JUNEAU (AP) -- A deal to build and repair more schools, especially in rural Alaska, broke a Republican-Democrat budget stalemate, enabling the state Senate and House to adjourn Tuesday night.
The break will be short-lived.
Gov. Tony Knowles announced immediately afterward that he was calling a special session for May 21 so that legislators could address cruise ship pollution legislation.
Sen. John Cowdery, chairman of the Senate Transportation Committee, had refused to move House Bill 260, which would give the state authority to set and enforce standards for cruise ship discharges and independently monitor them.
The measure addresses wastewater, air emissions and solid waste handling and assesses a fee of roughly $1 per passenger to pay for the monitoring program.
Cowdery contends the measure could put smaller cruise ships out of business. He also said the measure could be addressed next year because major cruise lines have pledged to sign a compact promising to follow the standards for wastewater, air emissions and solid waste set out in the bill.
Knowles called the bill ''must-have'' legislation.
''The bill enjoys widespread support in the Legislature and certainly among Alaskans,'' Knowles said.
''It's unfortunate that a single senator was able to stand in the way of the majority of legislators and in effect hold this bill hostage,'' Knowles said.
The drama earlier in the evening focused on the possibility of a special session over the budget.
Senate President Rick Halford gaveled out the Senate at 11:50 p.m., 10 minutes before the midnight deadline on the 121st day of the 2001 session. House Speaker Brian Porter followed suit at 11:54 p.m. beating the deadline by six minutes.
About two hours earlier, Republicans and Democrats reached a compromise over the number of schools to build or repair.
With the additions Tuesday night, the state will pay to build three new schools, design another, and make major repairs at 32 others next year.
''The original offer was pretty spendy, but I think they're pretty happy with this,'' said Sen. Pete Kelly, R-Fairbanks, co-chairman of the Senate Finance Committee, of Democrats in the Legislature.
Sporting buttons that said ''4-46 or Fight,'' Democrats said they would not pledge their votes for a draw on the Constitutional Budget Reserve unless Republicans agreed to build the four schools needing replacement on a list ranked by the Department of Education and Early Development. They also wanted the top 46 projects on the department's major maintenance list, or something close to it. The price tag: $127 million.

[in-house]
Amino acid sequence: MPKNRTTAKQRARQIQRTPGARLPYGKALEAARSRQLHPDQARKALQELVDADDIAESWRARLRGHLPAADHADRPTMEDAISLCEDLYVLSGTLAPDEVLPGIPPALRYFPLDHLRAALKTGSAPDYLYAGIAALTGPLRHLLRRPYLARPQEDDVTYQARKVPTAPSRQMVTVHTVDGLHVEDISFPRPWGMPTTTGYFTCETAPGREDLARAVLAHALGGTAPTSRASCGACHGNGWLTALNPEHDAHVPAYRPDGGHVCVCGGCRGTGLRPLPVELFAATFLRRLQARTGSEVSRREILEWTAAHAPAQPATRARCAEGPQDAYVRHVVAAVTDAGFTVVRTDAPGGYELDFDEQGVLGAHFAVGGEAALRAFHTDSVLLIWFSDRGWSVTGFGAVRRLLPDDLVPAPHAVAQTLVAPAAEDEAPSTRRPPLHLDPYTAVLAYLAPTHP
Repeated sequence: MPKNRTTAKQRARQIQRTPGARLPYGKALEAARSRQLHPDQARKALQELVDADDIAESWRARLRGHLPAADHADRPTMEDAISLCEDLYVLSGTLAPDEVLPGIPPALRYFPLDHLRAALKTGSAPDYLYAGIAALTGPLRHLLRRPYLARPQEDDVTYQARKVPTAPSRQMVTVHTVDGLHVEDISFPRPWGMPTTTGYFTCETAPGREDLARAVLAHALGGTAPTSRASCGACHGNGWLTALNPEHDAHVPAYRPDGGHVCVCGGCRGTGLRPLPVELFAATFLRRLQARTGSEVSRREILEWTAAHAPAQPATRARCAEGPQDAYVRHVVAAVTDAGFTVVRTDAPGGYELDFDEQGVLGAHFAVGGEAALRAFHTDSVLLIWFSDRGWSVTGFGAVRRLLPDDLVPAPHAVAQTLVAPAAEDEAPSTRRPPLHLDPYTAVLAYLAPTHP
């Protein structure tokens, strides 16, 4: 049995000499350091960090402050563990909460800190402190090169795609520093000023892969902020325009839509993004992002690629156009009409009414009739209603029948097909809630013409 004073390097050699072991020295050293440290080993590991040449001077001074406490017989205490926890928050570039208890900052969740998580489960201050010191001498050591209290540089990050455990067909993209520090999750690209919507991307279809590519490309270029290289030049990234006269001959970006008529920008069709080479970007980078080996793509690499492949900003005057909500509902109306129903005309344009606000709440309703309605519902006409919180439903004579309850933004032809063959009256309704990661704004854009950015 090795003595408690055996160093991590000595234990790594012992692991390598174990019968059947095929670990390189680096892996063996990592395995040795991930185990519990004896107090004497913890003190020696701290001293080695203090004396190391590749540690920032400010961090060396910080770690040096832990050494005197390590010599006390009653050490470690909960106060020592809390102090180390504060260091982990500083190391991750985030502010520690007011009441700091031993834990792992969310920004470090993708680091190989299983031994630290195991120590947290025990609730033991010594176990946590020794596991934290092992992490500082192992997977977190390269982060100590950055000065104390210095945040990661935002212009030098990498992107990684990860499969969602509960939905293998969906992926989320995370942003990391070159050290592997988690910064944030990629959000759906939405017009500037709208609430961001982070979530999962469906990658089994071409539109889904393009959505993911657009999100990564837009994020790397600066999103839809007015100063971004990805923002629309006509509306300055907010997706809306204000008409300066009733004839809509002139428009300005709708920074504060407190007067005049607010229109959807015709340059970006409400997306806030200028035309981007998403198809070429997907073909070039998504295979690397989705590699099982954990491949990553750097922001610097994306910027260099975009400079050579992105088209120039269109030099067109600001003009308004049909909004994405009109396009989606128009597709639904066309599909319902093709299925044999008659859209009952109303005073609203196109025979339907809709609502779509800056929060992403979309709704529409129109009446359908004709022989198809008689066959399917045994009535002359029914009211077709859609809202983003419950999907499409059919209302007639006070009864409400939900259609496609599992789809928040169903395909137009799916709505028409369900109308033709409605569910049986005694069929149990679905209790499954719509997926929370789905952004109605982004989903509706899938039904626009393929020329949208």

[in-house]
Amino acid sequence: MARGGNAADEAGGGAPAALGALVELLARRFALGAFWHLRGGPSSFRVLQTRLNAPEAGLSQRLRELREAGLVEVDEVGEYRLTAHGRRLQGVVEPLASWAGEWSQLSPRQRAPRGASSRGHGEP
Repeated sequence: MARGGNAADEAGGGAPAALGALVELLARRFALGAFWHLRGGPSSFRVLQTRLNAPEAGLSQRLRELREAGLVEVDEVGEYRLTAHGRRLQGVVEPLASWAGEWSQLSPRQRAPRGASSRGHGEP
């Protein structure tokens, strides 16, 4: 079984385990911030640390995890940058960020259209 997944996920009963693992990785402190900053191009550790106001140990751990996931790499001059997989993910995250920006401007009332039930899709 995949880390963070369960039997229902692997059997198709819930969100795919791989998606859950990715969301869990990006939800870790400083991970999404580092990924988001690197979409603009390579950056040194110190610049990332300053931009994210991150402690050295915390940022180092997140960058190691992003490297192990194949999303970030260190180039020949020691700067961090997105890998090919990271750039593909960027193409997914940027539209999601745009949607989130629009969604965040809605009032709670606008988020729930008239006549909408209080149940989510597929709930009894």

Withholding the CBR vote would almost certainly have triggered a special session.
Legislators turn to the budget reserve when projected spending outdistances projected revenue. Drawing from the reserve, one of the state's largest bank accounts, requires a three-fourths vote in both the House and Senate. Without the Democrats on board, neither the operating budget nor the capital budget could have been approved.
As of Tuesday afternoon, Senate Republicans had agreed to finance just two new schools and make major repairs at nine, and Democrats remained united in holding out for more.
Sen. Lyman Hoffman, D-Bethel, who was in the thick of Tuesday night's negotiations, said he was satisfied with the total.
''There was the possibility of losing the nine if there was a breakdown,'' Hoffman said.
He said Republicans would not have made concessions without the threat of the budget reserve vote.
''That is the only weapon we have,'' Hoffman said.
Halford said the compromise was more than what some in the majority wanted to spend, but all agreed repairs needed to be made.
''It's a strong effort to fund things based on the highest level of need,'' Halford said.
Even senators who voted no said the projects were needed.
''I thought that we had spent enough this year,'' said Sen. Jerry Ward, R-Anchorage, but he said he preferred to spend more to repair and replace schools than expand the size of government.
The House and Senate reached agreement Tuesday on a number of key issues of the session, including an extension of the effective date of the high school exit exam, drunk driving legislation, construction of a new Alaska Psychiatric Institute, and expanded Medicaid coverage for women with breast or cervical cancer.
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